Shadow SaaS Integrations: A Growing Security Risk
The state of SaaS integration security has been top of mind for security practitioners of late, as SaaS-to-SaaS integrations are rapidly becoming a business reality. Organizations are leveraging SaaS efficiency and scalability, and interconnecting best-of-breed applications, just as malicious actors are using third-party integrations in increasingly sophisticated ways to execute high-profile attacks.
This growing interconnectivity creates a mesh of SaaS supply chain integrations, which grows with little or no security, visibility or governance. The nonhuman connections between applications are indiscriminate and are based on API connections and complex hyperautomation workflows — leading to unmanaged third-party access to the organization’s assets, over-provisioned privileges with no governance and a high-velocity exchange of data and privileges via an expanding network of indiscriminate and shadow connectivity.
From a security perspective, it’s an unmanaged and constantly growing risk surface, resulting in potential supply chain API-takeover attacks, consent phishing and OAuth abuse such as the SolarWinds attack campaign and others.
Shadow SaaS-to-SaaS Integration Report
In collaboration with YL Ventures and Panorays, Valence Security’s research team recently conducted an extensive survey to ascertain chief information security officers’ (CISOs) understanding of the extent of their SaaS security posture. Their responses were then compared to anonymized real-life data generated from Valence’s tenants and customers, and the gaps between CISO perception and reality were staggering.
The 2022 Shadow SaaS-to-SaaS Integration Report used these gaps and insights to ascertain CISOs’ ability to contend with SaaS risks and suggest what improvements can be made to help reduce them. Conversations I’ve had with prominent CISOs and leading security professionals on the results of our research present a pain point that is continuously on the rise.
Visibility into the Mesh
One of the most striking discoveries detailed in the report was the gap in a fundamental security aspect — the number of organizational SaaS-to-SaaS integrations.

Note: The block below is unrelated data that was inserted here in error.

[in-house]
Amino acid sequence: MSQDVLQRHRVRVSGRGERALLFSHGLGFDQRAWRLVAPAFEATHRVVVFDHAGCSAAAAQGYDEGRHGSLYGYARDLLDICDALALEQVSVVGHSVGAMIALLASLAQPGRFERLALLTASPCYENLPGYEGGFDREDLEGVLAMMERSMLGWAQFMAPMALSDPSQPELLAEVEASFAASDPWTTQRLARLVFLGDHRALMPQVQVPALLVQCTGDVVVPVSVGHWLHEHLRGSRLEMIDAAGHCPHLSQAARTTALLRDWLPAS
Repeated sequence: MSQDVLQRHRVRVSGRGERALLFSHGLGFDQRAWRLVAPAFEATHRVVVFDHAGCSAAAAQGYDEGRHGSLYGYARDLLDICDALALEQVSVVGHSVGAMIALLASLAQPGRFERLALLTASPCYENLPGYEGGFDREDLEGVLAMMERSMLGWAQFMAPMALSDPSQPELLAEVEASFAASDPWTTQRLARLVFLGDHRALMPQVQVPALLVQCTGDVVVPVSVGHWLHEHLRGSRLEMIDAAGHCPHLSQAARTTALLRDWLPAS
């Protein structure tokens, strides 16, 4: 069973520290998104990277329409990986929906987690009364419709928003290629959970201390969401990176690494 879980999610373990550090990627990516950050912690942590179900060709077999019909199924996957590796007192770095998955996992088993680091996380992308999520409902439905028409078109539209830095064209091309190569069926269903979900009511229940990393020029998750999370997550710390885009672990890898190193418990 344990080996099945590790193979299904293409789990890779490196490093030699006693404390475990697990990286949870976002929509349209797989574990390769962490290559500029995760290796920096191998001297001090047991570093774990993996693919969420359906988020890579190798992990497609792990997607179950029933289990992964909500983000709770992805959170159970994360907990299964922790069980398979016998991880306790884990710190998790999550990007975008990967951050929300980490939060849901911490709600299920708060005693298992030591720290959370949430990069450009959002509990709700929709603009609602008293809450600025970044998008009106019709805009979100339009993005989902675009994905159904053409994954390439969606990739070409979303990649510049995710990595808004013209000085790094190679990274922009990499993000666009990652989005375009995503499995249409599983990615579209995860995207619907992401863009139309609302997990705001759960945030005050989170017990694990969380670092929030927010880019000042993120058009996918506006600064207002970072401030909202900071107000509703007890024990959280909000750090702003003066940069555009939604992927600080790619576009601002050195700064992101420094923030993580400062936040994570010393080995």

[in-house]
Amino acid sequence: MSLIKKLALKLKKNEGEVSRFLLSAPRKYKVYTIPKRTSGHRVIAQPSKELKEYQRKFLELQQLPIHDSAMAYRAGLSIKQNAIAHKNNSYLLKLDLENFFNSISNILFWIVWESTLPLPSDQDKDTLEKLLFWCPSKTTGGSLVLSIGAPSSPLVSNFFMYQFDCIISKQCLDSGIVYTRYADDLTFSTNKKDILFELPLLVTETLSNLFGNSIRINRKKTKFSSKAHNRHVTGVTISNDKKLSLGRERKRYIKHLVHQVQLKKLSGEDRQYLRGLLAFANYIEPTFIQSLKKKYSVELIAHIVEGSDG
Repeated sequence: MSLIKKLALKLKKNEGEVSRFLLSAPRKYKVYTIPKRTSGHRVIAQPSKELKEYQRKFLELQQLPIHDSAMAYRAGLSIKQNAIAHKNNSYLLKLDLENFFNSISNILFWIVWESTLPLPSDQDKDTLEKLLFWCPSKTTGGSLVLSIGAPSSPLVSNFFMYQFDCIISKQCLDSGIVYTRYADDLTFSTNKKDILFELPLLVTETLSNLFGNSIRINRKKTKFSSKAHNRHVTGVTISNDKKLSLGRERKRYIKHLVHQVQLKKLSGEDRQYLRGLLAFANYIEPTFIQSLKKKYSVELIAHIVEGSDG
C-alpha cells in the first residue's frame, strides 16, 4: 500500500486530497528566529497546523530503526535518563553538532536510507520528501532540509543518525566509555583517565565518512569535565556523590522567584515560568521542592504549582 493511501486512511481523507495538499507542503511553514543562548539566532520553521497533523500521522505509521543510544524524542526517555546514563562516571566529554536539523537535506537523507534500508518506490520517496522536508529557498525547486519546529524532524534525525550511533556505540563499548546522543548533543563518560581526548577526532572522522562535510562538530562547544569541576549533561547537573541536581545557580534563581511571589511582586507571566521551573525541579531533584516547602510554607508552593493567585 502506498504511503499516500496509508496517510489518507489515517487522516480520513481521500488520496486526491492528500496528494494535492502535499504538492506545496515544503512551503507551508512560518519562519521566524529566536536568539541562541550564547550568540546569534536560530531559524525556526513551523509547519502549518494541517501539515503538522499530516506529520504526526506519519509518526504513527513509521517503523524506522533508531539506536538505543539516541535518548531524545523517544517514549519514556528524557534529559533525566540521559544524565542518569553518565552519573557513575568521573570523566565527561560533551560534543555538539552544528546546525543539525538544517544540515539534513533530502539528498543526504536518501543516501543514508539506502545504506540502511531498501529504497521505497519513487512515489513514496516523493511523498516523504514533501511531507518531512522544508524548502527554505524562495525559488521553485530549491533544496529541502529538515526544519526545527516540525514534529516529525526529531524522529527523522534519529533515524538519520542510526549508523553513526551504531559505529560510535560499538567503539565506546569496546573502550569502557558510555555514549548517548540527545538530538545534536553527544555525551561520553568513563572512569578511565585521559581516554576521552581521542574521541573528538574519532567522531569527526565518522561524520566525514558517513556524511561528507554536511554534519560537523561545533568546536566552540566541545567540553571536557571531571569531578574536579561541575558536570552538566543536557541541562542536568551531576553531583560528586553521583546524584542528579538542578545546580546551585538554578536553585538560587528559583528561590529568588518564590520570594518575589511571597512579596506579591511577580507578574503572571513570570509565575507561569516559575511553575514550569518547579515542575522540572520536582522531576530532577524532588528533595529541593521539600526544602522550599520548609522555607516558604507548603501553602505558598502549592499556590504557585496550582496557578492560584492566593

While over half of the CISOs surveyed responded that their organizations have, at most, 200 integrations within their core SaaS applications, our data shows that the actual number is about five times their assessment.
When I discussed this eye-opening figure with Demi Ben-Ari, CTO and co-founder of Panorays, a tool provider for third-party security, he agreed that preliminary visibility and discovery of these integrations is a continuous challenge, with users not knowing that these integrations exist or how to track them. Astonishingly, our data shows that approximately 50% of these integrations are inactive or over-privileged in terms of the permissions that were granted to them.
Seventy-six percent of the CISOs we spoke with believe that their organization introduces up to 20 new integrations per month. In a typical tenant, however, our research revealed 73 new integrations per month. This is almost four times the number CISOs assumed.
Usually, these integrations are user driven. These users span across all business units — from engineering, sales, marketing, HR and others. The ease and business-forward approach of SaaS use now allow all users and teams to adopt their choice of SaaS applications and integrate them freely.
Compounding this fact is that visibility over SaaS integrations cannot be a point-in-time task, but organizations are overwhelmed by SaaS growth and sprawl and do not prioritize timely reviews. An entire contextual process should be in place for assessing integrations, the type of data flowing between them, the type of interaction and permissions they have, and what needs they serve. Context may change, and organizations have to be on top of this.
Scaling SaaS Security
This gap between CISOs’ perception of their security posture surrounding their SaaS integrations and the actual data will probably increase as SaaS use scales. Sounil Yu, CISO and head of research at security platform provider JupiterOne, said he sees this reality as a predicament to be managed — as prohibiting the use of SaaS applications altogether is not an option. One of the main misconceptions that led to this predicament is the longstanding reliance on the security mechanisms of SaaS applications and vendors, without ample consideration for the user’s own responsibility to configure, ensure and secure.